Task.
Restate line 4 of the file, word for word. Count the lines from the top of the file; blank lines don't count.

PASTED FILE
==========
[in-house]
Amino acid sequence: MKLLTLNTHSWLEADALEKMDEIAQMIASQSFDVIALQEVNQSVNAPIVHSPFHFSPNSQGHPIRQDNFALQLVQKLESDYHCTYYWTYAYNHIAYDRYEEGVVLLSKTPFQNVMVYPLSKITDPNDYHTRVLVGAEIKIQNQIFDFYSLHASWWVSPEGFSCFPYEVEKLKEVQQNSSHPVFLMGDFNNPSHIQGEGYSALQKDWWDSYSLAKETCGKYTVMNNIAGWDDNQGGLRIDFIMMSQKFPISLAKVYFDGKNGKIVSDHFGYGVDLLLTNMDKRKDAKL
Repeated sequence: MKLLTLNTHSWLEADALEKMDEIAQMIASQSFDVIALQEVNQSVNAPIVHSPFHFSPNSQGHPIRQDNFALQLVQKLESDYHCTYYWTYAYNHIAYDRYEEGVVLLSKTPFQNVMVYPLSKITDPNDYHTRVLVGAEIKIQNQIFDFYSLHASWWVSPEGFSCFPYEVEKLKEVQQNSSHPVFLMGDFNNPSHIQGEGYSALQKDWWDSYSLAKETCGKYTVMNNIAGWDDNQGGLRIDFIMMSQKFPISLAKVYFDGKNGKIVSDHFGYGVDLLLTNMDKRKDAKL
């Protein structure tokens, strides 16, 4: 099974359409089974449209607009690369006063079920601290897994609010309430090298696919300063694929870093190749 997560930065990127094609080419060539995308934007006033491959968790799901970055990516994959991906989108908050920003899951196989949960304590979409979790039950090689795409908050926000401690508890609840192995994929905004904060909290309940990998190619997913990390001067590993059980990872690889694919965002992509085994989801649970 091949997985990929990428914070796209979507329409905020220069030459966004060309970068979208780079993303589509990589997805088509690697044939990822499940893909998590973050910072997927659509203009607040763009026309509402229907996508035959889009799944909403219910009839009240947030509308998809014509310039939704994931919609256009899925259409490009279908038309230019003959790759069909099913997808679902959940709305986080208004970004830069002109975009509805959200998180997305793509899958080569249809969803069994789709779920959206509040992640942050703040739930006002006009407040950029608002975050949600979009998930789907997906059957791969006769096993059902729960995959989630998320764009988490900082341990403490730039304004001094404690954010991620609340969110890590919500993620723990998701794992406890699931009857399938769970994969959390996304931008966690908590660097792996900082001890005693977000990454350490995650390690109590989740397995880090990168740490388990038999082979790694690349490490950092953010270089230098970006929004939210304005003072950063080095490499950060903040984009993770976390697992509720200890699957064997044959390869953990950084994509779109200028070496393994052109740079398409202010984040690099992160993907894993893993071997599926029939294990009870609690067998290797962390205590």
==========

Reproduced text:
């Protein structure tokens, strides 16, 4: 099974359409089974449209607009690369006063079920601290897994609010309430090298696919300063694929870093190749 997560930065990127094609080419060539995308934007006033491959968790799901970055990516994959991906989108908050920003899951196989949960304590979409979790039950090689795409908050926000401690508890609840192995994929905004904060909290309940990998190619997913990390001067590993059980990872690889694919965002992509085994989801649970 091949997985990929990428914070796209979507329409905020220069030459966004060309970068979208780079993303589509990589997805088509690697044939990822499940893909998590973050910072997927659509203009607040763009026309509402229907996508035959889009799944909403219910009839009240947030509308998809014509310039939704994931919609256009899925259409490009279908038309230019003959790759069909099913997808679902959940709305986080208004970004830069002109975009509805959200998180997305793509899958080569249809969803069994789709779920959206509040992640942050703040739930006002006009407040950029608002975050949600979009998930789907997906059957791969006769096993059902729960995959989630998320764009988490900082341990403490730039304004001094404690954010991620609340969110890590919500993620723990998701794992406890699931009857399938769970994969959390996304931008966690908590660097792996900082001890005693977000990454350490995650390690109590989740397995880090990168740490388990038999082979790694690349490490950092953010270089230098970006929004939210304005003072950063080095490499950060903040984009993770976390697992509720200890699957064997044959390869953990950084994509779109200028070496393994052109740079398409202010984040690099992160993907894993893993071997599926029939294990009870609690067998290797962390205590």